And they should. The work they’re performing in the public market is technical and specialized. The TLMWorks website states:

“Our engineers are capable front-end developers … Beyond a strong foundation in HTML/CSS and Javascript, they have experience working with Angular.js, D3.js, and Bootstrap. They are also trained to build websites using WordPress and Ruby on Rails.”

TLMWorks wins contracts just like any web design agency: based upon merit, performance, and results.

“Imagine, software engineers who are judged by the quality of the code they develop, not by the stigma of criminality,” said Chris Redlitz, cofounder of The Last Mile.

The most astounding result of the program is its immaculate success rate. To date (over seven years), exactly zero graduates of The Last Mile program have re-offended, said Redlitz. This is in stark contrast to the 76.6 percent recidivism rate at five years in the U.S., according to a 2014 Bureau of Justice Statistic study.

Catalyzing Change in Prisons

The Code.7370 curriculum will be introduced to five more prisons in California this year, including two women’s prisons, Redlitz told “We hope to create a national program within the next five years.”

In January 2018, The Last Mile announced its first expansion into the state of Indiana, starting at the Indiana Women’s Prison.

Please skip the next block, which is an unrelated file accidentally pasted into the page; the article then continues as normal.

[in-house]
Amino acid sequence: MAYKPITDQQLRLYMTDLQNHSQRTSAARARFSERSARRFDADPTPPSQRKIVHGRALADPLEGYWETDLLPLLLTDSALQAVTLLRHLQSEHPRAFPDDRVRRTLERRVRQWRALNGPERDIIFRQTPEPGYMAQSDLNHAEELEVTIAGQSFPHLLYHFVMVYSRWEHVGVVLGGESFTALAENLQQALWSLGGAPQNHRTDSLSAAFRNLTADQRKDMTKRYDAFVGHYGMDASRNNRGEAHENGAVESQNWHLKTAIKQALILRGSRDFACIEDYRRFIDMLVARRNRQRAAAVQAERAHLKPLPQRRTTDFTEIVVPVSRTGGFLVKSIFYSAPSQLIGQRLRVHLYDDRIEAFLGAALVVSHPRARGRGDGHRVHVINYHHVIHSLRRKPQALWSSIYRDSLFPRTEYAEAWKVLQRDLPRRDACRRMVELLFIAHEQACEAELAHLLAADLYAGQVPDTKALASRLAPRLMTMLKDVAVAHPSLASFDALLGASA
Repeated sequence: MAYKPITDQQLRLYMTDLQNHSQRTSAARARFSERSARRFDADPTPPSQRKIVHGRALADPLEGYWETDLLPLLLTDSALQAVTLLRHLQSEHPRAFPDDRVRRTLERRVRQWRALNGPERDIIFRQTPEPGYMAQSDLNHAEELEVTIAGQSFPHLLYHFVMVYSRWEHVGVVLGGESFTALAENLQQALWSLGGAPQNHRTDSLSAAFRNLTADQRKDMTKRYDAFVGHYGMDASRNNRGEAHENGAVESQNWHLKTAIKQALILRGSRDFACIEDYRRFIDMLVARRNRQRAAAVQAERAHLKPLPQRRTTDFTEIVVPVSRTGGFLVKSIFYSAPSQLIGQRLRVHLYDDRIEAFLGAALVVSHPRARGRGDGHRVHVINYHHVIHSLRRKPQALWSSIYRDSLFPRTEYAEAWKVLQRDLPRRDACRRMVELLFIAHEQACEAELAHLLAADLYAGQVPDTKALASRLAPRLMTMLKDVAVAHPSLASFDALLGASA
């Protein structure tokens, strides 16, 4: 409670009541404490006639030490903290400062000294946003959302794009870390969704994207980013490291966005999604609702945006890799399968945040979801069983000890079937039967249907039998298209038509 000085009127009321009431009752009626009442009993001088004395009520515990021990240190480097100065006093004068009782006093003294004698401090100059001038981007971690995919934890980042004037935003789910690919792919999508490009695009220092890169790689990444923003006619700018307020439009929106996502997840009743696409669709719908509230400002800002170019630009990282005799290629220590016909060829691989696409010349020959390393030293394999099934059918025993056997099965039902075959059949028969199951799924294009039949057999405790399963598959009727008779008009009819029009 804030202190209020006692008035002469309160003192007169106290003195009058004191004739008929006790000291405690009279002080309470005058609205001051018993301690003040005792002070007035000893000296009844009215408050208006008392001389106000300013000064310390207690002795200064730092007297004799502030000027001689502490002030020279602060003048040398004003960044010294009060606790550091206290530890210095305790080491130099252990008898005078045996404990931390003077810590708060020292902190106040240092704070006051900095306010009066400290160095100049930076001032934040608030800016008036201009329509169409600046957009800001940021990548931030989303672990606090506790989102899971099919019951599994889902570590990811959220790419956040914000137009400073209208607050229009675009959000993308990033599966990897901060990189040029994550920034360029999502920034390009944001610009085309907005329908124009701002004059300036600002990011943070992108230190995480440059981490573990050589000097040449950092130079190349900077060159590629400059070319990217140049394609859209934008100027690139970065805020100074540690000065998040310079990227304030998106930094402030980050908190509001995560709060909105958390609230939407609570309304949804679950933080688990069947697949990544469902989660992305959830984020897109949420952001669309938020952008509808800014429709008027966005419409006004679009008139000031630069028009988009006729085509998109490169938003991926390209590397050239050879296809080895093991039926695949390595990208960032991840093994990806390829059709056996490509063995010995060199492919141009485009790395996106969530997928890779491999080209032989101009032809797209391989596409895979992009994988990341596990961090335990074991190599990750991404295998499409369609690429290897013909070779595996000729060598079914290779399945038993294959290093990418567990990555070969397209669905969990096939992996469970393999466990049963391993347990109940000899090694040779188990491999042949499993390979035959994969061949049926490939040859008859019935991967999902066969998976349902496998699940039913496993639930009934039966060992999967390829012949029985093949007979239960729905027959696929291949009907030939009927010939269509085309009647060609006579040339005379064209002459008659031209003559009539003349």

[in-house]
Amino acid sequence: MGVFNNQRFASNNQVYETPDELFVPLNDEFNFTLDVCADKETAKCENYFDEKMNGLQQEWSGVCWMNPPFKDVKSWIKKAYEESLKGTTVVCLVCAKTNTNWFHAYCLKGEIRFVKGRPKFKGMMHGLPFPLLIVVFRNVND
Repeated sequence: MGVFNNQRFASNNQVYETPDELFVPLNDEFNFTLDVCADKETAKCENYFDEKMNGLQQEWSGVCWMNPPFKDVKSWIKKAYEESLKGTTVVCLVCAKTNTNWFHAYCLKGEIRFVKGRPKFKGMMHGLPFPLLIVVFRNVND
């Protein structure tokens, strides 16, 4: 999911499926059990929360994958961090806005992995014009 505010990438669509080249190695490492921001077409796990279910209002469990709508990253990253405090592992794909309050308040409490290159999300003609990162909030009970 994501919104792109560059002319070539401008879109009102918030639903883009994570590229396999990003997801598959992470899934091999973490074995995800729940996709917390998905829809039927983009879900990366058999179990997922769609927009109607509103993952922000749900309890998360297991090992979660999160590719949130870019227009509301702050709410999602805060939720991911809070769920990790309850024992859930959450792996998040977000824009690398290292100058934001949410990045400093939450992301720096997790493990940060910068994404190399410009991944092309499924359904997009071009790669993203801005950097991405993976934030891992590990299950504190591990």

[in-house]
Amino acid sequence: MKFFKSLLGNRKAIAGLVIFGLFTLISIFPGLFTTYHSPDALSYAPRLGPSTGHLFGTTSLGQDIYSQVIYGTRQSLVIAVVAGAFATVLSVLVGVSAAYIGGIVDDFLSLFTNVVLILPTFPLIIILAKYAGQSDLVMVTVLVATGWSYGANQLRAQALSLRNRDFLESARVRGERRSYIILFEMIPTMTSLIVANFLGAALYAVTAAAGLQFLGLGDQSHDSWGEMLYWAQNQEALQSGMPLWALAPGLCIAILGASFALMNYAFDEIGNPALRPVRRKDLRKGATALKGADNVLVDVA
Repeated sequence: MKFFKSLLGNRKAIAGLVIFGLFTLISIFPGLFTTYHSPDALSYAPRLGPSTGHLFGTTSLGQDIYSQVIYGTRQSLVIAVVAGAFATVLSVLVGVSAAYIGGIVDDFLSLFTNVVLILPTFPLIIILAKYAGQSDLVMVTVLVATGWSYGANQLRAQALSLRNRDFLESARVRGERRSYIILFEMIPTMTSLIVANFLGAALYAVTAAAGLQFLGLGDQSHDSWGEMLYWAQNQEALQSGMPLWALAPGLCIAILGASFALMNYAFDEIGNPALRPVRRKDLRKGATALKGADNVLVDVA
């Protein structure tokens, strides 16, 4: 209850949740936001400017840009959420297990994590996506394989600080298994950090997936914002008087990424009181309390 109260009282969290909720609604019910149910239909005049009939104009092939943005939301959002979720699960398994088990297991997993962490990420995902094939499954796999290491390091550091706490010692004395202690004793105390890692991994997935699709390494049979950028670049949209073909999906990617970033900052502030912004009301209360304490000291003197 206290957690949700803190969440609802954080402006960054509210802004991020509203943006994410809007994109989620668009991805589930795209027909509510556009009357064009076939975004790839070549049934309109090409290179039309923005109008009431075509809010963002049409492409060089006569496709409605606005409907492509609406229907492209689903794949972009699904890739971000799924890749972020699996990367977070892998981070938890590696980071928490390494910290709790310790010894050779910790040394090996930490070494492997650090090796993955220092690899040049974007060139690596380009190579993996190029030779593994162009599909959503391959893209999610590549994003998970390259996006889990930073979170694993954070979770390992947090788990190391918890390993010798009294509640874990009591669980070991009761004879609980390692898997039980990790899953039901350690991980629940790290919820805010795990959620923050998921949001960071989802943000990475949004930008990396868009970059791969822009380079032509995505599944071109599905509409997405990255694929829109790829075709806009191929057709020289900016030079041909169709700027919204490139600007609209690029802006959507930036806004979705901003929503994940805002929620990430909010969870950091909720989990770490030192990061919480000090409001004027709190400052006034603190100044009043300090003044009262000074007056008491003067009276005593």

Not only is The Last Mile growing quickly, but its pioneering approach is catalyzing change — other prison programs are taking note.

In December 2017, Girl Develop It launched its first code-class for prisoners inside Baylor Women’s Correctional Institution in New Castle, Delaware.

In Seattle, Washington, Unloop, a nonprofit that enables people who have been in prison to succeed in careers in tech, is hiring instructors to teach software development at Monroe Correctional Complex.

Across the Atlantic in the UK, The Last Mile inspired Code4000, which displays this in the first paragraph on their homepage:

“Taking our inspiration from The Last Mile – an established prison coding programme that started in San Quentin but now runs in several prisons in California – we aim to teach people a life-changing skill and get them back into the job market.”

The life-changing power of education for prisoners is nothing new, but it has become even more palpable in the last few years thanks to new education programs in software development. The number of software engineering jobs is expected to skyrocket in the 2020s, causing some to call it as the next big blue collar job. Perhaps the U.S. will meet this demand by drawing from a labor supply that’s been untapped and stigmatized for decades.

It’s still early and the work has just begun. But thanks to the initiative of The Last Mile and new allied organizations cropping up around the country, it’s only a matter of time — and the willingness of individuals to act on a state-by-state basis — before recidivism rates begin to reverse and more stories like Tulio Cardozo’s become less and less novel and more and more the norm.